Christie Administration Awarded $5 Million in Federal Grants to Expand New Jersey's K-12 Data System to Track Students into College and the Workforce
Development over the next three years will be led by the Department of Education, Secretary of Higher Education, and Department of Labor and Workforce Development
|For Immediate Release||Contact: Barbara Morgan
|Date: June 19, 2012||609-292-1126|
Trenton, NJ – New Jersey was awarded $5 million in federal grants this month to expand the state’s current data system, NJSMART, to track students from pre-school through higher education institutions and into the workforce. This expansion will provide valuable information to practitioners in both K-12 schools and higher education institutions to better help measure the effectiveness of programs and to drive improvement efforts.
“For the first time in New Jersey, we will soon be able to track students from pre-k all the way through their entry into the workforce,” said Acting Education Commissioner Chris Cerf. “This data system will be critical to assess the effectiveness of K-12 and career and technical education programs as we strive to ensure that all students graduate from high school truly ready for college and career.”
Last week, the Department of Education received a $4 million award over three years to expand the state’s current data system from K-12 into one that tracks students from pre-k through entry into the workforce. Earlier this month, the Department of Labor and Workforce Development received approximately $1 million to link employment and education data. The Office of the Secretary of Higher Education will be the lead developer of this expansion, with the support of the Department of Education and the Department of Labor and Workforce Development.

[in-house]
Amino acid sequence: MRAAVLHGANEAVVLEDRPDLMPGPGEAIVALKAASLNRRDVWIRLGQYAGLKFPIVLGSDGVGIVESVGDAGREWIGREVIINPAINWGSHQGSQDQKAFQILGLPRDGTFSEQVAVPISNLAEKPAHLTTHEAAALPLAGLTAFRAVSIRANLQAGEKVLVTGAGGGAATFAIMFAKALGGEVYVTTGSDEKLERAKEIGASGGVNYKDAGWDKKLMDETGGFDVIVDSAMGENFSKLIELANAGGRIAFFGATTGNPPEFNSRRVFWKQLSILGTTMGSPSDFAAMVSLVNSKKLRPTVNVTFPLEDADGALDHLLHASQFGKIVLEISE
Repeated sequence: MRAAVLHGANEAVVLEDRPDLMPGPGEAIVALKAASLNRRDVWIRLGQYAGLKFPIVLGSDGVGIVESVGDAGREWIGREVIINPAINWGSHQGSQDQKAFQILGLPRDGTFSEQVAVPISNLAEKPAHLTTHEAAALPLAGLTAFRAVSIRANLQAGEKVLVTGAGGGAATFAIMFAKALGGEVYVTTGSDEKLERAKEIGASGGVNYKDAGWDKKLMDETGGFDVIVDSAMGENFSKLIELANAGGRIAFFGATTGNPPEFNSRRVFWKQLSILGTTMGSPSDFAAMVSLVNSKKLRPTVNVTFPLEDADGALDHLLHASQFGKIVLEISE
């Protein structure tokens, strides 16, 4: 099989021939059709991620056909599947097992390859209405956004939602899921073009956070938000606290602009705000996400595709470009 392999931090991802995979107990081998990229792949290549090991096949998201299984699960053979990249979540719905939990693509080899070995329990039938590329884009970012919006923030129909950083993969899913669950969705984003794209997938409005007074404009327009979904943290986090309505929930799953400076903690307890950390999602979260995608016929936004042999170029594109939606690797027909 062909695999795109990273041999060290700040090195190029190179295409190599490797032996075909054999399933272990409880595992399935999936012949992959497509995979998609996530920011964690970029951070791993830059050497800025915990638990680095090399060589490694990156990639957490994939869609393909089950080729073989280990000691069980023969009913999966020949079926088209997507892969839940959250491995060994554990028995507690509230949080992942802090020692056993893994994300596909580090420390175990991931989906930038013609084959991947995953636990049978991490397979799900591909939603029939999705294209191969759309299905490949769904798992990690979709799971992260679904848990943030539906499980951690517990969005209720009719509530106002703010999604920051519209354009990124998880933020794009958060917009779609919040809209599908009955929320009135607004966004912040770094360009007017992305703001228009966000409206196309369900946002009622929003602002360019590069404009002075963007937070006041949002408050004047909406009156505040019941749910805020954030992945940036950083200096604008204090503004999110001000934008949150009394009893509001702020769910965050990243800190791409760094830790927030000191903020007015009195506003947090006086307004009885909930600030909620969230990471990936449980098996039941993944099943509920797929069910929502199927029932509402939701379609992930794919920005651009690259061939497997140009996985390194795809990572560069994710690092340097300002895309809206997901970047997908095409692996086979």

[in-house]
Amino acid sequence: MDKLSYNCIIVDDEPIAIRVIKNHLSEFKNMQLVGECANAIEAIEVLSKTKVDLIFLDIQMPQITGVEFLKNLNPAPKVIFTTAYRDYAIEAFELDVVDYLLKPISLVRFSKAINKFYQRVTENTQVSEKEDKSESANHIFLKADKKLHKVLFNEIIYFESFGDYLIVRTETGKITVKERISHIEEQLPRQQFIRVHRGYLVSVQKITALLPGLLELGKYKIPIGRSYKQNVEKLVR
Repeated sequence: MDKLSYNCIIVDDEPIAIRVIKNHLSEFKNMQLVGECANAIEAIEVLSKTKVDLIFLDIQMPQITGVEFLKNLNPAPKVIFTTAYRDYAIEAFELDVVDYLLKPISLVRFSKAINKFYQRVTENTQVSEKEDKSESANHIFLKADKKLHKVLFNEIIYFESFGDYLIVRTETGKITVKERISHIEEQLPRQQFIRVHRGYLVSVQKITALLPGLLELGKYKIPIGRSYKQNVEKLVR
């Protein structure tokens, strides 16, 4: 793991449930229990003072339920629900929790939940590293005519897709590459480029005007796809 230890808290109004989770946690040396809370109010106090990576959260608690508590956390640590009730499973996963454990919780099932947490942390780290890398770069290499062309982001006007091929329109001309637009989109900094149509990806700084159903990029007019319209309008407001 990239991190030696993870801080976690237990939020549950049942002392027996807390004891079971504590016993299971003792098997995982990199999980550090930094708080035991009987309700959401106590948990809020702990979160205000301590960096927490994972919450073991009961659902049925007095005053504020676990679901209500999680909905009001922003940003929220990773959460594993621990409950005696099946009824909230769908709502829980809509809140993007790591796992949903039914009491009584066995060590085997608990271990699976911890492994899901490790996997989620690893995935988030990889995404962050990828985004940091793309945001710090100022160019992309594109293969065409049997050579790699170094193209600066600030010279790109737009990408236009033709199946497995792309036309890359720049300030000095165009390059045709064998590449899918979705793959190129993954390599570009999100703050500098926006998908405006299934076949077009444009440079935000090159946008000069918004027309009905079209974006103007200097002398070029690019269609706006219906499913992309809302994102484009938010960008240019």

The expansion of the state’s data system will have three major goals:
“The grant will facilitate the state’s capacity to measure the success of the education-workforce pipeline, promoting collaboration among the three state agencies,” said Rochelle Hendricks, Secretary of Higher Education. “The additional resources afford the opportunity to use data to improve educational outcomes for our students, business, industry and taxpayers.”
“Having a properly skilled workforce is crucial to the individual success of our workers, the growth of New Jersey’s major industry sectors and the health of the state’s economy. Through this cooperative effort, we will make sure our workforce development programs are as effective as they need to be,” said Harold J. Wirths, Commissioner of the Department of Labor and Workforce Development.
This is the fifth major education-related federal grant that New Jersey has won in the past year, totaling more than $136 million. Four others include:
Additional information can be found at: http://nces.ed.gov/programs/slds/